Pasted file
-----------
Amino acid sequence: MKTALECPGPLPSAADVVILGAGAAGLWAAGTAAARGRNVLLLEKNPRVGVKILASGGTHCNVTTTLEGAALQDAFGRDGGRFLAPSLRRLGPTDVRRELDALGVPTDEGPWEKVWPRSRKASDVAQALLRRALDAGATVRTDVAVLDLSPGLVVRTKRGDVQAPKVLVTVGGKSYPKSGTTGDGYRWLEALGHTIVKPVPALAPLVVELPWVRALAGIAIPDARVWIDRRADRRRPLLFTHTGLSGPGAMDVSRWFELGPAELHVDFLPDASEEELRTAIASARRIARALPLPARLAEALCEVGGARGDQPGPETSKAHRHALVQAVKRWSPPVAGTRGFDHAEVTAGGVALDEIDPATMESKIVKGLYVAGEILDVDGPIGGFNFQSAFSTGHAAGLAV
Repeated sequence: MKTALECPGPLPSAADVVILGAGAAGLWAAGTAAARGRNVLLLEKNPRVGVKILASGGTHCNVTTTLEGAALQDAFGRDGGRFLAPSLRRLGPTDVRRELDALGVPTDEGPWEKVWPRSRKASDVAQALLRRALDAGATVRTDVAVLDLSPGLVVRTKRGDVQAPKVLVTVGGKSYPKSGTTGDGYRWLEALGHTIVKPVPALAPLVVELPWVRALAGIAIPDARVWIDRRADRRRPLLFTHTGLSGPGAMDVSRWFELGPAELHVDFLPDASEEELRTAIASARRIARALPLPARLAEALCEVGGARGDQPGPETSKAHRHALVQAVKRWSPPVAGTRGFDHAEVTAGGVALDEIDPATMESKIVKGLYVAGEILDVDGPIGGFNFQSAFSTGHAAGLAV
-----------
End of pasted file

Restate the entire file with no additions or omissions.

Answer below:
Amino acid sequence: MKTALECPGPLPSAADVVILGAGAAGLWAAGTAAARGRNVLLLEKNPRVGVKILASGGTHCNVTTTLEGAALQDAFGRDGGRFLAPSLRRLGPTDVRRELDALGVPTDEGPWEKVWPRSRKASDVAQALLRRALDAGATVRTDVAVLDLSPGLVVRTKRGDVQAPKVLVTVGGKSYPKSGTTGDGYRWLEALGHTIVKPVPALAPLVVELPWVRALAGIAIPDARVWIDRRADRRRPLLFTHTGLSGPGAMDVSRWFELGPAELHVDFLPDASEEELRTAIASARRIARALPLPARLAEALCEVGGARGDQPGPETSKAHRHALVQAVKRWSPPVAGTRGFDHAEVTAGGVALDEIDPATMESKIVKGLYVAGEILDVDGPIGGFNFQSAFSTGHAAGLAV
Repeated sequence: MKTALECPGPLPSAADVVILGAGAAGLWAAGTAAARGRNVLLLEKNPRVGVKILASGGTHCNVTTTLEGAALQDAFGRDGGRFLAPSLRRLGPTDVRRELDALGVPTDEGPWEKVWPRSRKASDVAQALLRRALDAGATVRTDVAVLDLSPGLVVRTKRGDVQAPKVLVTVGGKSYPKSGTTGDGYRWLEALGHTIVKPVPALAPLVVELPWVRALAGIAIPDARVWIDRRADRRRPLLFTHTGLSGPGAMDVSRWFELGPAELHVDFLPDASEEELRTAIASARRIARALPLPARLAEALCEVGGARGDQPGPETSKAHRHALVQAVKRWSPPVAGTRGFDHAEVTAGGVALDEIDPATMESKIVKGLYVAGEILDVDGPIGGFNFQSAFSTGHAAGLAV